Consider the following phrases to be your mental life line over the holidays — even write them on your hand and use them as a cheat sheet if necessary. You may be surprised how a few choice words, aptly placed in a conversation, can change the vibe of an entire day.
7 phrases that will help you keep the peace:
- “That’s interesting.” You can bet Aunt Fran’s pecan pie on the fact that politics will likely come up over this holiday. Resolve beforehand to listen to all points of view without interrupting. If asked your opinion or if you are trying to hold your tongue, using this phrase, will help you avoid any hand-to-hand combat with your brother-in-law. This small, powerful phrase can apply to big topics like politics and religion or more trivial things such as your mother-in-law teaching you the correct way to shuck corn.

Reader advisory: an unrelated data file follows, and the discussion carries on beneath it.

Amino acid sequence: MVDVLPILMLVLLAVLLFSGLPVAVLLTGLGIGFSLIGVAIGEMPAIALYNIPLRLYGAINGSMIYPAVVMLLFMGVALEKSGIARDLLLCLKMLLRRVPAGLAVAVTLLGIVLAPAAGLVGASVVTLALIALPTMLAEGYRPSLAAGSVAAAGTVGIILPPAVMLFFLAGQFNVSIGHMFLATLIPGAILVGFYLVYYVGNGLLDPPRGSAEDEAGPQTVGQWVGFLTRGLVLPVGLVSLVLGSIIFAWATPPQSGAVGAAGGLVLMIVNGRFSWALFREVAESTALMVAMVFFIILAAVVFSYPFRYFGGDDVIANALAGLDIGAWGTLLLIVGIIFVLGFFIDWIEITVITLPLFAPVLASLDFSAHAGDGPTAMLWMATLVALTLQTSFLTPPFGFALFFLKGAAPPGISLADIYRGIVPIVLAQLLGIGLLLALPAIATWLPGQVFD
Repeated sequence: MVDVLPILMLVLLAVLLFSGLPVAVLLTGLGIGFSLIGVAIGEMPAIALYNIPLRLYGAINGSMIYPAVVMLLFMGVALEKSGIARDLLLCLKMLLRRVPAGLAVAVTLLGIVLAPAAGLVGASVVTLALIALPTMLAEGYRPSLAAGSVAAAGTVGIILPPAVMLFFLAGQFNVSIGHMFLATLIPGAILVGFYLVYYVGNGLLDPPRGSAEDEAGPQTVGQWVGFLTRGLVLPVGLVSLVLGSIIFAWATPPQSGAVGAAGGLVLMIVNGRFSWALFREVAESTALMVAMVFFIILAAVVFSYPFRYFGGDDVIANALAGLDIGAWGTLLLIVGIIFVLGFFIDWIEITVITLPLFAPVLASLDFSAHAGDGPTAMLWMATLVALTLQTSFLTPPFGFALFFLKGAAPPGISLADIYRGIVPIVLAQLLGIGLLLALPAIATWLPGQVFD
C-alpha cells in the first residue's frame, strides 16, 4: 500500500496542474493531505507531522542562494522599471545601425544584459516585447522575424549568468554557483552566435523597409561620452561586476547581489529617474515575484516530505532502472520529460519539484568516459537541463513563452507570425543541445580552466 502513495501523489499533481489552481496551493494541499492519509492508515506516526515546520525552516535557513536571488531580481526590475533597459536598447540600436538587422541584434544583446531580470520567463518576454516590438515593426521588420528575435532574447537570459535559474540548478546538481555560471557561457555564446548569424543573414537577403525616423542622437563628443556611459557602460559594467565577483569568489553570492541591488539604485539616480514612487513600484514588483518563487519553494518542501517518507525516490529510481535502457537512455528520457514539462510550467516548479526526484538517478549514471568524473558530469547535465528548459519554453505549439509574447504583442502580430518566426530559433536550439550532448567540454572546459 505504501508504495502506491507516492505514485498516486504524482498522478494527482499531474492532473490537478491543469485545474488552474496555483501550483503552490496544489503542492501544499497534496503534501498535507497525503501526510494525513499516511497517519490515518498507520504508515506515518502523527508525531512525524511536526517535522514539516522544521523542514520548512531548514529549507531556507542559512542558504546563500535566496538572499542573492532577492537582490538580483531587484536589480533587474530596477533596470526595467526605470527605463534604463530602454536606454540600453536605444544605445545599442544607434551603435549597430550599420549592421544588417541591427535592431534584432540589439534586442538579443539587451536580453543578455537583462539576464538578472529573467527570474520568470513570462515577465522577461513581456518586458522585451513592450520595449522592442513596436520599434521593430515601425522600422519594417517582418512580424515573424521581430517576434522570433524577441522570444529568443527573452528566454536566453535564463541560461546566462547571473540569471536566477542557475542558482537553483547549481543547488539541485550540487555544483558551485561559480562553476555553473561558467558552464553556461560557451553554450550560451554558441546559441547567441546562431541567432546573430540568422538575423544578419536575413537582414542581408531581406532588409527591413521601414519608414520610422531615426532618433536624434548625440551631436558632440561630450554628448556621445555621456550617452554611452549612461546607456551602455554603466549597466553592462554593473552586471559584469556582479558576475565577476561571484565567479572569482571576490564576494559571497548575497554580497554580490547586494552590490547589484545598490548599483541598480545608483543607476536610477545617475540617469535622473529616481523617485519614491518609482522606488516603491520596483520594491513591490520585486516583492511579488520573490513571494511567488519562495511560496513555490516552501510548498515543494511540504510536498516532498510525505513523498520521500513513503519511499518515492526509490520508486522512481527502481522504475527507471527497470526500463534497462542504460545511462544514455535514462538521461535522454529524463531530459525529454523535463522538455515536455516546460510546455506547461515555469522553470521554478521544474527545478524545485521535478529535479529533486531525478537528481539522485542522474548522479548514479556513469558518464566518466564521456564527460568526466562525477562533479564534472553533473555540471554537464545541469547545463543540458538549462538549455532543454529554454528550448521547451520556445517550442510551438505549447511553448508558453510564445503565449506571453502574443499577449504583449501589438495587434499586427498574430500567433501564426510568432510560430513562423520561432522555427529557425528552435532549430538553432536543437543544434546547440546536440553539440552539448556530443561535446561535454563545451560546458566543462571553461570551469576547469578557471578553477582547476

- “Who would like to help me with this?” Who hasn’t felt put out and overworked at one time during a gathering? Rather than fume in the kitchen and curse Aunt Gertie’s burnt casserole dish, simply walk into the party room and ask for the help you need in an energetic, welcoming tone. You will have more helping hands than you can handle.
- “I love your passion, how about some ice cream?” If nephew Tyler is heading into his third Slideshare presentation on global warming or the newlyweds are trying to get the family to take sides over their latest spat, stop the madness in its tracks. Offer a positive comment and change the topic or even the location. Interrupting with ice cream isn’t actually considered interrupting, right?